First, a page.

Katara’s children used to play on the lot next to her aunt’s house on West Perrin Avenue in Springfield. Now her family will live there, in their brand-new home built by and purchased through Habitat for Humanity of Greater Dayton.
The hard-working single mother of four received the keys to her new home recently, during a home dedication ceremony that brought together about 30 community, business and church leaders, and Habitat supporters who had gathered to celebrate her accomplishment. They also were there to support Habitat’s mission of showing God’s love by bringing people together to build homes, community, and hope.
Katara was quick to explain how she felt this all came about: “It’s a God thing.”
To her, there could be no other explanation. Her grandma passed away just weeks before she was able to select the lot on which her new home would be built. At that point, she didn’t know the lot next door to her aunt was a Habitat lot. Did grandma pull some strings for them up in heaven? And to top it all off, this was a Faith Build project. For the third straight year, nationwide faith-based financial services giant Thrivent was the title sponsor of this Faith Build project.
“It was a long journey, but very worth it,” Katara said. “It was educational and warm. I met so many people in the community in the same situation or something similar that would love to have had this opportunity. And some of the things I saw I was able to teach to my kids.
“We sacrificed so much to be in the program,” she continued. “It took a lot of time, which is hard when you have active kids. All of my kids are in sports (like she was when she was in school), so we had to make time for me to do the program. My mom and daughters really stepped up to take care of the kids’ games while I volunteered here on Saturdays. we did it together.”
Katara admitted that it wasn’t easy: “There was a point when I was ready to give up. But Miss Marsha (Martin, Habitat’s Homeowner Services Manager) and my mom said, ‘No you don’t. That’s when you got to really step up.
She’s glad she listened to them instead of her tired body.
“It was a level up for me; a mental and physical level up for me,” she said. “I learned something along the way.”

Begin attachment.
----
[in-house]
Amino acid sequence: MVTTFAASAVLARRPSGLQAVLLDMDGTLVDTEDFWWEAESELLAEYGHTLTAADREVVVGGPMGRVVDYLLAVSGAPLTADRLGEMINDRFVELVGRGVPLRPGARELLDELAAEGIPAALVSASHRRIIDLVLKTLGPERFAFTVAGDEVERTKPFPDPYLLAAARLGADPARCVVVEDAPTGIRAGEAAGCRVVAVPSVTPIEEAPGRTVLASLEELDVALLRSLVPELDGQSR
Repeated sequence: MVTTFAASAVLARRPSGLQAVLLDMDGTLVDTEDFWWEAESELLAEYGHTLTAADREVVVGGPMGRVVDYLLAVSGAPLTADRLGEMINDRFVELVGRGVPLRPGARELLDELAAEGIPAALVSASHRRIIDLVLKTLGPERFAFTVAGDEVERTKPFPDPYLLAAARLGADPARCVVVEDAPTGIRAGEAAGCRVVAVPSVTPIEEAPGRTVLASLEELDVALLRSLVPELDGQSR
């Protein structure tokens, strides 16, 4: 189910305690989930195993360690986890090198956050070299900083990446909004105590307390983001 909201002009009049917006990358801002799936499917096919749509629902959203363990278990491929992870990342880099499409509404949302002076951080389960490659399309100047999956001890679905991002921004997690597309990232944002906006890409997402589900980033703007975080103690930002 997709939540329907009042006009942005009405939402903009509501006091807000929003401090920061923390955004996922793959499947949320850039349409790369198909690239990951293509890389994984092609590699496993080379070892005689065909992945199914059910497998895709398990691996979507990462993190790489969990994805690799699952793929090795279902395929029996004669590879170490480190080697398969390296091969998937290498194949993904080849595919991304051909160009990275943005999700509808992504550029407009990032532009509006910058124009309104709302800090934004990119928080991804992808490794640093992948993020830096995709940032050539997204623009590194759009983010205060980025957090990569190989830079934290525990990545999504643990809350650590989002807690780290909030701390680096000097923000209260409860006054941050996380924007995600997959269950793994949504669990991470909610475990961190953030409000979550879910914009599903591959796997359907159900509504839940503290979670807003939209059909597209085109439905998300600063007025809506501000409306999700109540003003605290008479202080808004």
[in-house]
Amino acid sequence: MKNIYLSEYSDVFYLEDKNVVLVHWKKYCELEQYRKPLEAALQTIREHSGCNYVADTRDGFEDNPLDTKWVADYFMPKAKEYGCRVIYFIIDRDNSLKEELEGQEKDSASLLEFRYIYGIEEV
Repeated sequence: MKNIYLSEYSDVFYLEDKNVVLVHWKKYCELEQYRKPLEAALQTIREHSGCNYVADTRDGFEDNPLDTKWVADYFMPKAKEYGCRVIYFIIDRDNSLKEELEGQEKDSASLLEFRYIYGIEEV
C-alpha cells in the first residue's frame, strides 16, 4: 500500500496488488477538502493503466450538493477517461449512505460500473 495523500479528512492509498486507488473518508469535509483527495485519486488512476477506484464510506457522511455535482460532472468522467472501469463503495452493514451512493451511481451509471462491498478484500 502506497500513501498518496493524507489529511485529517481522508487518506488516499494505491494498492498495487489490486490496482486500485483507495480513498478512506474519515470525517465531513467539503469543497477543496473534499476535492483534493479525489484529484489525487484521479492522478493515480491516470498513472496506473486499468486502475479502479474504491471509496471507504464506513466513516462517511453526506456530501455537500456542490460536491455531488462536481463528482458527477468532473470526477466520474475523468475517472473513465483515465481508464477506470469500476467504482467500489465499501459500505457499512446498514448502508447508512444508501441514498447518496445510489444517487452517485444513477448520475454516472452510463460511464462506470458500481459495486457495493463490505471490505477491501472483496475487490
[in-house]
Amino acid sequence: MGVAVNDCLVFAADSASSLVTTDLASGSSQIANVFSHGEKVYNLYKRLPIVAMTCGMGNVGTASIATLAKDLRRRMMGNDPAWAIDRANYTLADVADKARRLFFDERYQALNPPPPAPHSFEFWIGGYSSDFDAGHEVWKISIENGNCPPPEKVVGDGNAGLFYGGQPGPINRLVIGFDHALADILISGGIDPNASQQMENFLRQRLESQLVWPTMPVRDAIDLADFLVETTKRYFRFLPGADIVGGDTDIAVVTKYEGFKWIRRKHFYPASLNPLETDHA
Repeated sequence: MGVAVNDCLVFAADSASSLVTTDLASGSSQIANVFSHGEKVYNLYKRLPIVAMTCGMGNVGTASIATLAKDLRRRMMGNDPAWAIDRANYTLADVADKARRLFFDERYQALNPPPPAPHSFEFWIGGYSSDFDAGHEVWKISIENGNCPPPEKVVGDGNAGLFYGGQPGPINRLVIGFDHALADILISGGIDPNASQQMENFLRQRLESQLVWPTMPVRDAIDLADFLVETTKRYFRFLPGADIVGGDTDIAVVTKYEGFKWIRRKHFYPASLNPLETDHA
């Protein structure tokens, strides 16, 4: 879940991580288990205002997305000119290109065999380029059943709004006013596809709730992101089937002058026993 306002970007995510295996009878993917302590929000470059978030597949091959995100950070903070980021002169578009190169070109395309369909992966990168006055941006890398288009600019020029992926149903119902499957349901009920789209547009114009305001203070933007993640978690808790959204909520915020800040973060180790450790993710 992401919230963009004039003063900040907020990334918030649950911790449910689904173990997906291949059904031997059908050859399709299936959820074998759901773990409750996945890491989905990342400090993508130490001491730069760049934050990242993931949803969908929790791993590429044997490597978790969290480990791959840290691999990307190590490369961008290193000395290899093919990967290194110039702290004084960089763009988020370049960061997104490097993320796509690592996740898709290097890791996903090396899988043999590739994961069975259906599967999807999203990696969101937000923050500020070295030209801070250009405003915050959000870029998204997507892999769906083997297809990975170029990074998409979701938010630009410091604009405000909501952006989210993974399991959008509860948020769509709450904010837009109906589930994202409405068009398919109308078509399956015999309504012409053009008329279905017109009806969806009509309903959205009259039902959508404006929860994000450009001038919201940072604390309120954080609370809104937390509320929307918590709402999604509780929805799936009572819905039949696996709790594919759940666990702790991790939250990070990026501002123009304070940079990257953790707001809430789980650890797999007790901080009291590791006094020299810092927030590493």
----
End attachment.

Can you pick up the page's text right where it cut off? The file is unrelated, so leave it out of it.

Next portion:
That investment will pay big dividends for Katara, according to Greater Dayton Habitat Development Director Dave Mauch.
“Over the 20 to 30 years of the mortgage, since there is no interest charged, that will save Katara between $200,000 and $300,000,” he said. “That puts money back into her pocket to do what she can to help raise her kids. We don’t give away homes; our families earn their homes. But we do give them opportunities to succeed in a big way.”
Kelly Wood, Katara’s mom, just hung back out of the ceremony’s spotlight and watched as her daughter’s dream of home ownership came true.
“I’m extremely proud of her,” Kelly said. “I thought she would (have her own home someday). She was an extraordinary child. She’s determined. Everything she puts her mind to, she does it.”
Add that determination to the tireless drive of a devoted, hard-working mother, and you can see why Katara reached this goal.
“I want to work hard enough so that my daughters, who have seen me struggle through all of this, won’t have to work as hard as I did,” she said. “They watched me get through this. they know that they can get through hard things, too.”
To find out how to benefit from not only Habitat’s low-income homeownership program but also its critical repairs program or to support or volunteer with Habitat, go to daytonhabitat.org or call 937-586-0860.